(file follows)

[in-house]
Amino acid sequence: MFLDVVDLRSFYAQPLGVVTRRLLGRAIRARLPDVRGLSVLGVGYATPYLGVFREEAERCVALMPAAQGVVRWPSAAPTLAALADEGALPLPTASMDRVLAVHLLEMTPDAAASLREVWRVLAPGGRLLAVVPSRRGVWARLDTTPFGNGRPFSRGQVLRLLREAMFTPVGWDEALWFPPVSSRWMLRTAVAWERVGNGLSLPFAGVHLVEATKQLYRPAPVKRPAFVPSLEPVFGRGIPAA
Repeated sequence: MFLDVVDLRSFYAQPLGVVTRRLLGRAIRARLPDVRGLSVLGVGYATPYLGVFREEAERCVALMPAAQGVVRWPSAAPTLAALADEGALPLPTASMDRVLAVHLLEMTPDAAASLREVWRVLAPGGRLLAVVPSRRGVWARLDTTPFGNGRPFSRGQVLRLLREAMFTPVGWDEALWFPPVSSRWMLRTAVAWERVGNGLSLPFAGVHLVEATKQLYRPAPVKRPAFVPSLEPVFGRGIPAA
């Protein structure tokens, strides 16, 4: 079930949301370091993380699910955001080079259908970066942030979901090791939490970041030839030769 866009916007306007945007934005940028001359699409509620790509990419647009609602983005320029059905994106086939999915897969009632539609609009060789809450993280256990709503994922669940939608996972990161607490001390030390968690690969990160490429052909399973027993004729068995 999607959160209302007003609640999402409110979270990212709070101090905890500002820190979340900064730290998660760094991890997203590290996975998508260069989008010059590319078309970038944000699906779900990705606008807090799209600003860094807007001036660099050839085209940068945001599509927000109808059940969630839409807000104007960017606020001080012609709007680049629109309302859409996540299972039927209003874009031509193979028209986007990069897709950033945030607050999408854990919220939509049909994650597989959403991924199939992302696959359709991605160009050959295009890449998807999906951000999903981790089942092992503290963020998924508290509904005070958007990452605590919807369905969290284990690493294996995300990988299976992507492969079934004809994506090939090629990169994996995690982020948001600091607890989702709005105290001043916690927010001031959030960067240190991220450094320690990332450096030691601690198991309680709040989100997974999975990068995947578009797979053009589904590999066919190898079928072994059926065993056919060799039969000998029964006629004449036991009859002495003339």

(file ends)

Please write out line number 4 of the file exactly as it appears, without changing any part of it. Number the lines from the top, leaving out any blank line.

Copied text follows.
């Protein structure tokens, strides 16, 4: 079930949301370091993380699910955001080079259908970066942030979901090791939490970041030839030769 866009916007306007945007934005940028001359699409509620790509990419647009609602983005320029059905994106086939999915897969009632539609609009060789809450993280256990709503994922669940939608996972990161607490001390030390968690690969990160490429052909399973027993004729068995 999607959160209302007003609640999402409110979270990212709070101090905890500002820190979340900064730290998660760094991890997203590290996975998508260069989008010059590319078309970038944000699906779900990705606008807090799209600003860094807007001036660099050839085209940068945001599509927000109808059940969630839409807000104007960017606020001080012609709007680049629109309302859409996540299972039927209003874009031509193979028209986007990069897709950033945030607050999408854990919220939509049909994650597989959403991924199939992302696959359709991605160009050959295009890449998807999906951000999903981790089942092992503290963020998924508290509904005070958007990452605590919807369905969290284990690493294996995300990988299976992507492969079934004809994506090939090629990169994996995690982020948001600091607890989702709005105290001043916690927010001031959030960067240190991220450094320690990332450096030691601690198991309680709040989100997974999975990068995947578009797979053009589904590999066919190898079928072994059926065993056919060799039969000998029964006629004449036991009859002495003339």